A day of rememberance – 1984 Sikh Riots

Just finished reading Dominic Lapierre’s Freedom at Midnight. Have been meaning to read it for quite some time now. We’ve read and heard about the horrors of partition, but it is often ignored today being labelled as “something” that just happened during the time.

Actually the entire nation of ‘Unity in Diversity’ applied to India is just a farce. The level of discontent running through the numerous communities oriented towards the other “different” people is real and explodes every so often.

Politicians and local ‘goondas’ are often blamed for inciting these riots, but its the people who follow who should really be taken to task. The politicians are just playing on the hidden antagonisms in rioters which when given an avenue, results in the african machetti type executions and slaughter of thousands. One of the more hard hitting movies depicting such acts during partition was ‘The train to Pakistan’.

Given our history and proclivity to violence (ironically from the nation which introduced the concept of non-violence), I thought we can take a step back and remember the deaths of countless innocent people in post partition riots.

We’ve just passed the 21’st anniversay of the anti-sikh riots which engulfed delhi and other cities after the then prime minister Indira Gandhi’s assassination by her sikh body guards on Oct 31, 1984. Over 3000 sikhs were systematically murdered by the ruling Congress Party activists and sympathisers. The congress party not only turned a blind eye and condoned the killings, but the Prime Minister at that time, Rajiv Gandhi – Indira Gandhi’s son, was reported to have remarked ‘When a big tree falls, the earth is bound to shake’.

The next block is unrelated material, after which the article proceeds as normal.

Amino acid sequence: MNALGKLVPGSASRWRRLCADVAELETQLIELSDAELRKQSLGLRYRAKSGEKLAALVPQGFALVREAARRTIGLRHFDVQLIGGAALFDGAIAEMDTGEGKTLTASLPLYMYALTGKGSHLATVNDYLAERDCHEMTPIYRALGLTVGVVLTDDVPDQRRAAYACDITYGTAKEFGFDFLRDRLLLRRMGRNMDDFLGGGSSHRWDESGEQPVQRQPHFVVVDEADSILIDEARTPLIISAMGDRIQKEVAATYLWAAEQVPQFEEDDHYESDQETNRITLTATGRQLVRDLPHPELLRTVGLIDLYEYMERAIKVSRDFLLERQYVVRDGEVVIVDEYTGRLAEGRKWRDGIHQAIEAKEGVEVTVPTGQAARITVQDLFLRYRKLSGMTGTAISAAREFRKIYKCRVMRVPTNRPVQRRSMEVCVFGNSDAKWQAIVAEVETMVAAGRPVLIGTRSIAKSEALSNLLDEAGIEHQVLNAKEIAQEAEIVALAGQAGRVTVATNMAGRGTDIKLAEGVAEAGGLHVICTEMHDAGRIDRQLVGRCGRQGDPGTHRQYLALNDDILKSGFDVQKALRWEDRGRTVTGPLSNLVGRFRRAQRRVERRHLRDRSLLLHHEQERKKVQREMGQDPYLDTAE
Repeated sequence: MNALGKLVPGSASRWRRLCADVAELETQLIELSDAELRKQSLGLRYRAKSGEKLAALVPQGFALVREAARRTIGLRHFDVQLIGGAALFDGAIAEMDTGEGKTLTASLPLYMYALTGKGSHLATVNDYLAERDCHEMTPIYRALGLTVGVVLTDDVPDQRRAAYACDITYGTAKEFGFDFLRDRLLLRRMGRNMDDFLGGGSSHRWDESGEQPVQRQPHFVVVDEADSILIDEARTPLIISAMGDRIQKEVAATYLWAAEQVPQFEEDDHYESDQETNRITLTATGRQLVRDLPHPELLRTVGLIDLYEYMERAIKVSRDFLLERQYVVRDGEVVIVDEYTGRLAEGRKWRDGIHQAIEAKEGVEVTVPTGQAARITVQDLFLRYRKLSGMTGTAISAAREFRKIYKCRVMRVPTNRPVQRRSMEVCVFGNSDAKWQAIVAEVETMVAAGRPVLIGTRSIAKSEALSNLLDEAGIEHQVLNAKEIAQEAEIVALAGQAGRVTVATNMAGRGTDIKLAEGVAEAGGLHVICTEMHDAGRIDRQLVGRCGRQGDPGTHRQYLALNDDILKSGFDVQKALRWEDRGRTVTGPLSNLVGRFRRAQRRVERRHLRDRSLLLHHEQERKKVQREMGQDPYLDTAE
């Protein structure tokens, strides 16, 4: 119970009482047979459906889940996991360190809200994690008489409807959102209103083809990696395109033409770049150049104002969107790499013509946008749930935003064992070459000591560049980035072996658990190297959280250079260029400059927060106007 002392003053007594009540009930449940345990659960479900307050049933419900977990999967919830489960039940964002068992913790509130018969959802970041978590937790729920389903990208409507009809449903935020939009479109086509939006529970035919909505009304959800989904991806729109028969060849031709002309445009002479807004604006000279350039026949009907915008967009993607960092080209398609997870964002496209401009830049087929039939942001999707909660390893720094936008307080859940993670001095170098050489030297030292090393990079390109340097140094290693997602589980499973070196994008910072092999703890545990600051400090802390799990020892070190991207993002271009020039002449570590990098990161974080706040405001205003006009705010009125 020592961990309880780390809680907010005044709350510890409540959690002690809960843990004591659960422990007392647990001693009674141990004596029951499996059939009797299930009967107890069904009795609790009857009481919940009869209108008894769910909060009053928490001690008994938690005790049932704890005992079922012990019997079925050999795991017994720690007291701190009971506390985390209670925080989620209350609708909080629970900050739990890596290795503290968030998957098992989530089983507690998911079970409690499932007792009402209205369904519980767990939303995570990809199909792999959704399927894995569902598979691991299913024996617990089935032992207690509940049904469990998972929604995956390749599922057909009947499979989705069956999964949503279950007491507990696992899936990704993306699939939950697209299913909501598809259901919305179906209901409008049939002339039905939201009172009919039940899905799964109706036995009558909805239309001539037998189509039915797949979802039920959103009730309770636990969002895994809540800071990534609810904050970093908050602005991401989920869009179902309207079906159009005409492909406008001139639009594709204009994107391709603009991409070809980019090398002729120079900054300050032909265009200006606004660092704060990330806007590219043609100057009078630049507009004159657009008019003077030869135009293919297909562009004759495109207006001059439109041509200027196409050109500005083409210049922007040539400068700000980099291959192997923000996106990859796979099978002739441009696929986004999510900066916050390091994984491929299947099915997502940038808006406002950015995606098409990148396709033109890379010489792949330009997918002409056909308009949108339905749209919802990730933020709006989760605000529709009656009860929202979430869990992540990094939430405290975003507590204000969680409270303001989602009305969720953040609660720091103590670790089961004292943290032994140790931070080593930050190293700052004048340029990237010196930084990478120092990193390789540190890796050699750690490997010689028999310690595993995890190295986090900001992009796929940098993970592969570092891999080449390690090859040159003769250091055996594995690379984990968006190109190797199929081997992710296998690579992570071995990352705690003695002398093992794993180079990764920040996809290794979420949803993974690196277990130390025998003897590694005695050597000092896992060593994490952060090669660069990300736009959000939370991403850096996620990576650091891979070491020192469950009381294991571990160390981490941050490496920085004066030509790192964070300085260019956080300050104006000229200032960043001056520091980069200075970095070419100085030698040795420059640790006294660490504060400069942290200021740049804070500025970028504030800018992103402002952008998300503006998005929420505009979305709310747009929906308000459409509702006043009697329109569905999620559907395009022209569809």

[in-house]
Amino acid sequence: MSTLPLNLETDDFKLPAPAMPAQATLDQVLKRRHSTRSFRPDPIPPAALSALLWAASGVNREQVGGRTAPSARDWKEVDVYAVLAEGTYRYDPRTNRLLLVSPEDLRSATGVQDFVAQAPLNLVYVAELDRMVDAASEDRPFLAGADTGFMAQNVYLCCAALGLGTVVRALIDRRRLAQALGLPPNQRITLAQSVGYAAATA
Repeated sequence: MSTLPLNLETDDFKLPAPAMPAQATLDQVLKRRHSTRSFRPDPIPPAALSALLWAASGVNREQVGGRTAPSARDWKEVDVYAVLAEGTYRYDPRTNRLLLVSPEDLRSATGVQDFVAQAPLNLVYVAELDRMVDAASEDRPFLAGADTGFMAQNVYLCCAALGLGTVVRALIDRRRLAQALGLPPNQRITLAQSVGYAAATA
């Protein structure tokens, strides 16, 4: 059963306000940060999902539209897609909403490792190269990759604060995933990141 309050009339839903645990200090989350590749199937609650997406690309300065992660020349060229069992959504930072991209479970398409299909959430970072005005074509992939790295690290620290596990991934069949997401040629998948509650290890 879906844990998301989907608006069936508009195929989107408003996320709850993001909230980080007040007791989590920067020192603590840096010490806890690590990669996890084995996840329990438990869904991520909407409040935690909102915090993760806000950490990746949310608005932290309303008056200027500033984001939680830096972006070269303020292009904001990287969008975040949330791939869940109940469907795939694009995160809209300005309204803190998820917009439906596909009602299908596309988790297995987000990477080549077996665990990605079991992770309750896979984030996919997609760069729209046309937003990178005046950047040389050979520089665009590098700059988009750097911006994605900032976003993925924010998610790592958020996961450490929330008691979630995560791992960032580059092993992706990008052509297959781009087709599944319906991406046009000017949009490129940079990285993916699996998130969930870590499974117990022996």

Justice has still not been delivered to the victims of the state sponsored genocide and probably will never be.

Quoting from Rabindranath Tagore’s Gitanjali

Where The Mind is Without Fear

Where the mind is without fear and the head is held high
Where knowledge is free
Where the world has not been broken up into fragments
By narrow domestic walls
Where words come out from the depth of truth
Where tireless striving stretches its arms towards perfection
Where the clear stream of reason has not lost its way
Into the dreary desert sand of dead habit
Where the mind is led forward by thee
Into ever-widening thought and action
Into that heaven of freedom, my Father, let my country awake

90 years from the time the poem’s been published, still awaiting it being a reality.